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India’s place and positioning in the world
India has overtaken China as the country with the world’s largest population and appears to derive from it a higher political relevance in world affairs. But how solid are the underlying trends needed for more global influence? According to The Economist Intelligence Forecast, India’s GDP growth rate outnumbers by far that of all other relevant global economic powers. On this basis, India is set to become the market of the future. But how wide is the gap between India and the current largest markets today? In a GDP-related ranking, India holds the fifth position behind the USA, China, Germany and Japan. A genuine top position, however, appears to be a more distant prospect: India’s economic overall weight is one fifth of China’s only and even less, one seventh, of that of the USA. “Market of the future” means, therefore, rather “of a distant future”.
One other factor of political weight lies in military power. Against the undisputed second rank of China, India may prevail with its out-of-area power projection experience: it is one of the largest UN peace-keeping troops providers and is actively engaged with its naval forces in the alliance-like setting of the Quadrilateral Security Dialogue (Quad) with the US, Japan and Australia. But facts and figures are sobering. India’s defence spending, roughly the same as Japan’s, is one fifth of China’s and one twelfth of US military spending. Where do these facts put India on the global geostrategic power equation between the very big? China seeks to establish a bi-polar world order by challenging the global dominance of the US, which stands for a liberal and rules-based international order. It follows a strategy of going on its own, without creating or joining formal alliances for its strategic purpose. The strength of the US, however, lies in its world-wide network of alliances, landing rights for its air and naval forces and intelligence cooperation monitoring military moves by others everywhere, apart from the sheer size and sustained growth of its defence budget.
According to their political rhetoric, the Indian Government want to attain their geostrategic goal of becoming a global power by seeking to transform the international order into a multi-polar structure. In such an order only, India assumes that it would become one of those poles and hence a great power. The tools are multi-purpose foreign policies. Based on a historic legacy, but still to the surprise of Western powers, India refused to join the Western-inspired international condemnation of Russia’s war of aggression against its neighbour Ukraine. Then, in a coherent logic, India ignored international sanctions against the aggressor and continued to buy Russian oil and gas, thus economically feeding Russia’s war effort.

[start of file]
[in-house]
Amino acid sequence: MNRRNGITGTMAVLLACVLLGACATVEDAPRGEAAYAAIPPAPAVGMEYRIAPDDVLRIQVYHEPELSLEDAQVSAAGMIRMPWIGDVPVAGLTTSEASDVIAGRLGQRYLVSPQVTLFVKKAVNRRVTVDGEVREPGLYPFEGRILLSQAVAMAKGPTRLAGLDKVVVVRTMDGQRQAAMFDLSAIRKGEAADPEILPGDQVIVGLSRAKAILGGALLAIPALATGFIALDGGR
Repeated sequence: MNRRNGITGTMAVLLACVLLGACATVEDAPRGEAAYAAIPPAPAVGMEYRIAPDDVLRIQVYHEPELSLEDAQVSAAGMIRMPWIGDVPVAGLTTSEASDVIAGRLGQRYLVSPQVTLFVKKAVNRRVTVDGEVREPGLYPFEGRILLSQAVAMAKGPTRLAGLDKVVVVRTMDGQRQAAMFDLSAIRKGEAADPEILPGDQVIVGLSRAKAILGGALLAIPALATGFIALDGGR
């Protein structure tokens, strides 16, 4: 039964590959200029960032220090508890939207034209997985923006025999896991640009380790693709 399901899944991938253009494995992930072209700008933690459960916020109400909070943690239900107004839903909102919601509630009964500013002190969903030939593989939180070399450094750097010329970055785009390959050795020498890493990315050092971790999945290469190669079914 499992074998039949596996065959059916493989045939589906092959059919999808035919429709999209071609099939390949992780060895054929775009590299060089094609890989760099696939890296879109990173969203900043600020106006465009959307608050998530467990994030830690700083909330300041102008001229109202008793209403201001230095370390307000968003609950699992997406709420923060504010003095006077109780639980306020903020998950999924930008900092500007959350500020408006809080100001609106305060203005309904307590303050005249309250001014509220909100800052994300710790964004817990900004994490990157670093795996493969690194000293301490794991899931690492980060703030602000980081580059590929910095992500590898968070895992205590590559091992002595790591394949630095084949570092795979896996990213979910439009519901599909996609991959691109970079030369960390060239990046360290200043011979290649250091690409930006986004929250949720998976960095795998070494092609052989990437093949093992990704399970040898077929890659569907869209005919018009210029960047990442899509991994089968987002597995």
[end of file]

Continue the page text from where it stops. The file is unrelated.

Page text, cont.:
As a general effort and ambition, India is seeking to become the leading voice for the Global South, reminding the world of its by-gone leading role in the late Non-Aligned Movement of the fifties and sixties. In the framework of BRICS, uniting the “emerging economies” of Brazil, Russia, India, China and South Africa, India was visibly hoping to find its position as a leader against the Industrialised Nations of the G-7. But China’s strategy, at the recent BRICS summit in Johannesburg, to enlarge BRICS by six additional members, dealt a blow to India’s dreams. The BRICS enlargement as planned will rather be an extension of China’s global outreach than a promotion of Indian dreams of a multi-polar world.
Against this background, there is, in India’s foreign policies, a clearly sustained tendency to strengthen its network with Western powers, through closer procurement and military cooperation and through common efforts to contain Chinese expansion into the Indo-Pacific. Another surprising positioning was Prime Minister Narendra Modi’s unprecedentedly pro-Israel response to the Oct. 7 Hamas attack. It was for more recent partners in a stark contrast to India’s traditionally nonaligned and slow-evolving Middle East policy. Later, and after major Israeli retaliation, Modi’s initial sharp statement against Palestinian terror was followed by more balanced statements, reiterating the Government’s support for the two-state solution and pledging humanitarian aid to Gaza.
To sum up, India will remain good for surprises in the eyes of its newly-found Western partners, but also for its traditional partners in the Global South, probably implementing and thus demonstrating, how India plans to become a genuinely great power and one of the leading poles in a multi-polar order still to be created.
December 15, 2023 / Philippe Welti